He remembers it as a “surreal” time when he believed Kildare would be regular visitors to All-Ireland final day.

“I was obviously devastated with the loss but took it that this was the norm. This was my first year on the panel, getting to the final and these huge crowds, I was thinking, ‘Sure this is the way inter-county football is. Isn’t it fantastic?’

“I went from there. Managed to play good football and we were really starting to move well. It was fantastic. When I look back at my time playing football, at inter-county level it was just incredibly enjoyable, a phenomenal period to play football.

“From about ’97 to beyond 2000, Kildare were very strong. You had superb players, Glenn Ryan, Niall Buckley, Martin Lynch, Willie McCreery, Dermot Earley – really coming of age. They were in their prime.

“I was a young lad coming onto the panel and that whole period was phenomenal. 

“While we had got to the final in ’98, we went out tamely to Offaly in the first round in ’99, coming into 2000 we were very much in a strong position. We had lads with a lot of confidence playing at that level, they were very assured of themselves. We were out to win an All-Ireland, that was the ultimate goal.”

padraig-brennan-and-michael-donnellan Brennan and Michael Donnellan compete for possession. Source: Tom Honan/INPHO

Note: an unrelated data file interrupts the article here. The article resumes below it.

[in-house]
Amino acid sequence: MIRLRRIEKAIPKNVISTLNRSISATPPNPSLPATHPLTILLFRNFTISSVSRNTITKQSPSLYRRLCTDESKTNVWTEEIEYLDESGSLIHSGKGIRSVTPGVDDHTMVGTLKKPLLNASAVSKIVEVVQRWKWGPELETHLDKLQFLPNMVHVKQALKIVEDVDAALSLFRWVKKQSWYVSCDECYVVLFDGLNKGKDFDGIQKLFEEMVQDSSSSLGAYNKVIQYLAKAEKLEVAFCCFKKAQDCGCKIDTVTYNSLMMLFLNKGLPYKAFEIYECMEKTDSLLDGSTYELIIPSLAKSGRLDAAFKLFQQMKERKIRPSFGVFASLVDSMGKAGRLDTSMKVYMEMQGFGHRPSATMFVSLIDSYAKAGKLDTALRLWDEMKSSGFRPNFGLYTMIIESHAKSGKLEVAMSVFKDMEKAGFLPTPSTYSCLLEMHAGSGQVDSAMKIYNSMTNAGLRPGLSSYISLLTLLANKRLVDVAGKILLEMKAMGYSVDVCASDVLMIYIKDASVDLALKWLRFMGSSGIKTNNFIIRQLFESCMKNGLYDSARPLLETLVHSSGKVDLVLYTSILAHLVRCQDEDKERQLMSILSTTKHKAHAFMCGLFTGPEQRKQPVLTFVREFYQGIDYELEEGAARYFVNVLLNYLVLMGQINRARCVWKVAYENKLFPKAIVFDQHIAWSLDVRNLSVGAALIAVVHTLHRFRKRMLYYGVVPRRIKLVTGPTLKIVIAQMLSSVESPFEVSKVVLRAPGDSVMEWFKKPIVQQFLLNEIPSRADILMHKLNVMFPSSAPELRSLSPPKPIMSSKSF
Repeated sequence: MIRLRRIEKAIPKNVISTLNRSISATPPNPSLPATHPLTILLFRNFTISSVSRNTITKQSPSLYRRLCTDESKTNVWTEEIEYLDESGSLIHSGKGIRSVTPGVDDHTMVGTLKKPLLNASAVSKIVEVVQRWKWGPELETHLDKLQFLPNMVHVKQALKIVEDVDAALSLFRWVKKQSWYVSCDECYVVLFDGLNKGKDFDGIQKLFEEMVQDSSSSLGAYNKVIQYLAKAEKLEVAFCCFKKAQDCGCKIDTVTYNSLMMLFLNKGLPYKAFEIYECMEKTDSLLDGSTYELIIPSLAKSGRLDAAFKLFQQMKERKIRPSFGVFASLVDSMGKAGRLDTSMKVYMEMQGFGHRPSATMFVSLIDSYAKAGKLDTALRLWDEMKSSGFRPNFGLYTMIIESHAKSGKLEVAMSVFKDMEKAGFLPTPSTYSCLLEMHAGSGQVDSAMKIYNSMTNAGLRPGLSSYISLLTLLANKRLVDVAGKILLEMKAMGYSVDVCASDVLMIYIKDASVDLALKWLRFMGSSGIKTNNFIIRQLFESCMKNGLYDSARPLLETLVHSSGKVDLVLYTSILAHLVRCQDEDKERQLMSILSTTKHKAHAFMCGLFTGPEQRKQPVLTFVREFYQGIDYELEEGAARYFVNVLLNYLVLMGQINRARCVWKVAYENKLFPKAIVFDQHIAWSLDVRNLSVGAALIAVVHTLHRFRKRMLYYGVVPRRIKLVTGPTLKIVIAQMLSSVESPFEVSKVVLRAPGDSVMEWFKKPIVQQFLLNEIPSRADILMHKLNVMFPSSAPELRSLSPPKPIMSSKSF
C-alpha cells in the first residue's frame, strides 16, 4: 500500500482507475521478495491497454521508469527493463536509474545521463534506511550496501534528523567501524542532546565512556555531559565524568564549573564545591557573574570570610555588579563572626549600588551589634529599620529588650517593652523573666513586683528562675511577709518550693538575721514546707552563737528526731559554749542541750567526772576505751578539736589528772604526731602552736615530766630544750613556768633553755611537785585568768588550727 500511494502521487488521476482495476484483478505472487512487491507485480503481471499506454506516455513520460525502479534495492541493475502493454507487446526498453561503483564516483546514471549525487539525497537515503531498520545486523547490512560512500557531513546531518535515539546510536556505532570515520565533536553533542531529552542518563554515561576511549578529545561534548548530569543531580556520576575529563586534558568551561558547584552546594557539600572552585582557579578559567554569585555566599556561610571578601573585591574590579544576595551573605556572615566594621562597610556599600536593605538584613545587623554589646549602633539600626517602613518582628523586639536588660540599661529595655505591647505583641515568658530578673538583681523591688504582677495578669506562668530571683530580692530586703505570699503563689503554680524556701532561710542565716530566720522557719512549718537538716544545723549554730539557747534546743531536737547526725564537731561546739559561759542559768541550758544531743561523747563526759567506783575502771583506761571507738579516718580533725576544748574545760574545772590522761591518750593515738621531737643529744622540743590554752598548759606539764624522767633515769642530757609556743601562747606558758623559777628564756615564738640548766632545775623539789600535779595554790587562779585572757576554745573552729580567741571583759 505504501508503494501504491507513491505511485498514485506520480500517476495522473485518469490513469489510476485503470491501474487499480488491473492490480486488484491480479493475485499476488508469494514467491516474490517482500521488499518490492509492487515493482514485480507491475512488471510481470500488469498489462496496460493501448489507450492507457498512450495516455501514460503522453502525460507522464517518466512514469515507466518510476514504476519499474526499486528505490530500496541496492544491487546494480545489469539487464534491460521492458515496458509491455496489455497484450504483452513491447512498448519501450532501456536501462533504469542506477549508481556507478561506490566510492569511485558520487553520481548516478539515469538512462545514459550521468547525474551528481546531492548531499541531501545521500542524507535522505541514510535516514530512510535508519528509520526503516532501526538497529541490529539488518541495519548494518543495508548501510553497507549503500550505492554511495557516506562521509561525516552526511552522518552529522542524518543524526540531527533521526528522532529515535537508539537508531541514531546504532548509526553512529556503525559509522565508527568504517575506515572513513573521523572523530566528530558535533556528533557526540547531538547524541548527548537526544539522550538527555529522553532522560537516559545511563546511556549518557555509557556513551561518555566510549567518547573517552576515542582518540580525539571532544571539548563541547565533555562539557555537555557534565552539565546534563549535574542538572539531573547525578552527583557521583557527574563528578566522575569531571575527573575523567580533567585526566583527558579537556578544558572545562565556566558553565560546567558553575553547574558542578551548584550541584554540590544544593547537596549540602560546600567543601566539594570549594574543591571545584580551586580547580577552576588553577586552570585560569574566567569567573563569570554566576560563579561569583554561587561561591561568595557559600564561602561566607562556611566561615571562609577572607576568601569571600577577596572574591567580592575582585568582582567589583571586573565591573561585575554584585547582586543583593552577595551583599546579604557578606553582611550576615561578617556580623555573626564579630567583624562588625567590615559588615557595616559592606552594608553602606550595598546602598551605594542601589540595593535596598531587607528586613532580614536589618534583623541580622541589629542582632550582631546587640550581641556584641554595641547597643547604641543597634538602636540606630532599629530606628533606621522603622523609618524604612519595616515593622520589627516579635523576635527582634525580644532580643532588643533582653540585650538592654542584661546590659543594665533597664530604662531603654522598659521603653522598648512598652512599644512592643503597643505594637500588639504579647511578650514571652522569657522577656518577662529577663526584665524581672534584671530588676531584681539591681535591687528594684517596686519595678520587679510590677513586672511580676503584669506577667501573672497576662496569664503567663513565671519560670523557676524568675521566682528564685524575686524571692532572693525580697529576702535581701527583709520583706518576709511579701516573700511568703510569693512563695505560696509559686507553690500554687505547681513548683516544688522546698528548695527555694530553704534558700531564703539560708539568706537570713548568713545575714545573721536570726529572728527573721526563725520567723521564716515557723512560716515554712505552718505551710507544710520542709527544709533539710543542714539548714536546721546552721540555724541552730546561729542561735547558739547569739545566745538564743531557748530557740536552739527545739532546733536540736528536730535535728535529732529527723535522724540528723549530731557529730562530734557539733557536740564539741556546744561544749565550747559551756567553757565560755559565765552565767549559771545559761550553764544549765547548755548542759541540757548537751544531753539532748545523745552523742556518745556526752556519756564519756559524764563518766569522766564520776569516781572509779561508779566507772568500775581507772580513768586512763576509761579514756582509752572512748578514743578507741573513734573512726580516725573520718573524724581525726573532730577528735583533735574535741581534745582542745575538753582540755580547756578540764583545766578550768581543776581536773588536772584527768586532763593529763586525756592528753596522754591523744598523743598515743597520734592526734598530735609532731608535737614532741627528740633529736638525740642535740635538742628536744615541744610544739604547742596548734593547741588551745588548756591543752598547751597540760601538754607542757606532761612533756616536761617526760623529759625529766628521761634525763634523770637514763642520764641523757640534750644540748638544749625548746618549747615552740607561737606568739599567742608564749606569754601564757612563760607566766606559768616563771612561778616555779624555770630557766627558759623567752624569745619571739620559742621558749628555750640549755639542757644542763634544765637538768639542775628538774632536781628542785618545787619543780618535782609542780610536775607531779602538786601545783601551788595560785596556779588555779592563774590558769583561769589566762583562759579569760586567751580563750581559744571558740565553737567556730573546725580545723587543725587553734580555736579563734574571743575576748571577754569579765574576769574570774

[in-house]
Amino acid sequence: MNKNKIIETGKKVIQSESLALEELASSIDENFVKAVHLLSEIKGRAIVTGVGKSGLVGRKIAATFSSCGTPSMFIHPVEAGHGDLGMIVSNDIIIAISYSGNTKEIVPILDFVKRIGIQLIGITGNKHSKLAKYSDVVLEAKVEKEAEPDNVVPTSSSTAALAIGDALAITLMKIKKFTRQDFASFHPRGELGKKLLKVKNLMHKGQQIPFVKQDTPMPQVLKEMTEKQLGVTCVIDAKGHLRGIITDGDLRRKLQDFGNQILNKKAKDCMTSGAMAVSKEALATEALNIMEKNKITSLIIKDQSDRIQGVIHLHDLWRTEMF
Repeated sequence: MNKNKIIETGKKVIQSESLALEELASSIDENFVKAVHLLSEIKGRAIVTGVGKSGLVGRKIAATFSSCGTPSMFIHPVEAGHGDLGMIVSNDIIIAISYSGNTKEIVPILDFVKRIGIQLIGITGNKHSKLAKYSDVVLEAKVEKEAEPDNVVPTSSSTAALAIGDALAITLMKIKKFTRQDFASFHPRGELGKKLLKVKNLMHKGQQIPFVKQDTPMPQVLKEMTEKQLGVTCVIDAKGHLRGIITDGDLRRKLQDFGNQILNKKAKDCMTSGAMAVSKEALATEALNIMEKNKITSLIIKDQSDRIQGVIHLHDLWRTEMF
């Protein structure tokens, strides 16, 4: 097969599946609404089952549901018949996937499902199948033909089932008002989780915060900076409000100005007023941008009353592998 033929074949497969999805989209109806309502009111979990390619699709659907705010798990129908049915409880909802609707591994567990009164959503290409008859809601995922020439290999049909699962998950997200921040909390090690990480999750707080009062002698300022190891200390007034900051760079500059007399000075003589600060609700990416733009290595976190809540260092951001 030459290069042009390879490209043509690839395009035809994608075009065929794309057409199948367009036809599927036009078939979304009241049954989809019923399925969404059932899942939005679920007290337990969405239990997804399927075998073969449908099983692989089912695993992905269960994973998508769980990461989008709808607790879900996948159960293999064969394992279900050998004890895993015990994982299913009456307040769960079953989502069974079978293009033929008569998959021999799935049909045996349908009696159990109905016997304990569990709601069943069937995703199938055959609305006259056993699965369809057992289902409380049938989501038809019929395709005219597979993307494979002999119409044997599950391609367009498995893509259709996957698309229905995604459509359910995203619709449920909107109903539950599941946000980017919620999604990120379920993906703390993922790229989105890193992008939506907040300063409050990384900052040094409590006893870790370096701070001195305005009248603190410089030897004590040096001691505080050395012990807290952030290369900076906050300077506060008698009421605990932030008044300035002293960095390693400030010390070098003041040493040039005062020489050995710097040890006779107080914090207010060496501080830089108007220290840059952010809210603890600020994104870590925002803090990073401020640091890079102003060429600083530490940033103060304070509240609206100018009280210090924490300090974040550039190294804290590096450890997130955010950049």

Still, despite their failure to land the big one under O’Dwyer, it’s a period of his life he looks back on fondly. 

“Back then you had knock-out football. It can be very heartbreaking but if you come out the right side of it it’s incredibly rewarding. I made my debut against Laois and you had 50,000 or 60,000 people at a Kildare-Laois game in the Leinster semi-final in Croke Park. A huge crowd.

“In the first round of Leinster against Dublin in ’98 and the replay, you had full houses in Croke Park. Obviously, the systems have changed and things are different now but it would take an unbelievable match at the moment to get 80,000 people in for the first round of the Leinster championship which I don’t think is possible.

“And that’s because of the system, not supporters. It’s just the backdoor has changed that kind of structure, but that’s the way it was back then. In 2000, every game we played in was a full house in Croke Park. Every single game, it was incredible.

“The support that was there, you’d go up to training sessions and you’d have huge crowds of people watching you, just interested in it. It was a phenomenal time to be a part of Kildare football and I’ll be honest with you, I feel incredibly lucky to have been there at that time.

“I definitely I jumped on the coattails of some of the best footballers that ever played for Kildare. I was lucky enough to be around when Kildare were going through a very successful period.”

First published today at 07.30

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Kevin O'Brien